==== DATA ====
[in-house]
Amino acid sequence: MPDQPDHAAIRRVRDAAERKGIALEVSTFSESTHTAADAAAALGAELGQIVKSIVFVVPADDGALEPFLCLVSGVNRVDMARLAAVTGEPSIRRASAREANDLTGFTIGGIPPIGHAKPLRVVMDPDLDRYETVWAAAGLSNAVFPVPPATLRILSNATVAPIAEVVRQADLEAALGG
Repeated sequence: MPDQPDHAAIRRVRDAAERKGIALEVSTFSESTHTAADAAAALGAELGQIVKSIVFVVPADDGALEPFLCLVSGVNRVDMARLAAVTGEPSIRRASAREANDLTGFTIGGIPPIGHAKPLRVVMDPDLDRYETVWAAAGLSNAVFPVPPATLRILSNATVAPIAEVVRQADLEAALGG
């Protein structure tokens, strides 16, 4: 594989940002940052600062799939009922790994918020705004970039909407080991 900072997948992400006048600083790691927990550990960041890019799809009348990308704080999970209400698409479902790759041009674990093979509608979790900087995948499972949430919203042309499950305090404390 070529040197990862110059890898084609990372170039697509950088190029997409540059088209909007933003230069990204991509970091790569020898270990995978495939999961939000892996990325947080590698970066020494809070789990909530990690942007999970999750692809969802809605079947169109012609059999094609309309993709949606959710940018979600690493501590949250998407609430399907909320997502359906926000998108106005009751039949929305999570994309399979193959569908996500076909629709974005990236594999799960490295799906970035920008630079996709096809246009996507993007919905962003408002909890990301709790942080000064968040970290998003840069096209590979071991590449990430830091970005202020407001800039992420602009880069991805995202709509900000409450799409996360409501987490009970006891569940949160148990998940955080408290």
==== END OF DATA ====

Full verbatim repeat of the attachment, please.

[in-house]
Amino acid sequence: MPDQPDHAAIRRVRDAAERKGIALEVSTFSESTHTAADAAAALGAELGQIVKSIVFVVPADDGALEPFLCLVSGVNRVDMARLAAVTGEPSIRRASAREANDLTGFTIGGIPPIGHAKPLRVVMDPDLDRYETVWAAAGLSNAVFPVPPATLRILSNATVAPIAEVVRQADLEAALGG
Repeated sequence: MPDQPDHAAIRRVRDAAERKGIALEVSTFSESTHTAADAAAALGAELGQIVKSIVFVVPADDGALEPFLCLVSGVNRVDMARLAAVTGEPSIRRASAREANDLTGFTIGGIPPIGHAKPLRVVMDPDLDRYETVWAAAGLSNAVFPVPPATLRILSNATVAPIAEVVRQADLEAALGG
């Protein structure tokens, strides 16, 4: 594989940002940052600062799939009922790994918020705004970039909407080991 900072997948992400006048600083790691927990550990960041890019799809009348990308704080999970209400698409479902790759041009674990093979509608979790900087995948499972949430919203042309499950305090404390 070529040197990862110059890898084609990372170039697509950088190029997409540059088209909007933003230069990204991509970091790569020898270990995978495939999961939000892996990325947080590698970066020494809070789990909530990690942007999970999750692809969802809605079947169109012609059999094609309309993709949606959710940018979600690493501590949250998407609430399907909320997502359906926000998108106005009751039949929305999570994309399979193959569908996500076909629709974005990236594999799960490295799906970035920008630079996709096809246009996507993007919905962003408002909890990301709790942080000064968040970290998003840069096209590979071991590449990430830091970005202020407001800039992420602009880069991805995202709509900000409450799409996360409501987490009970006891569940949160148990998940955080408290």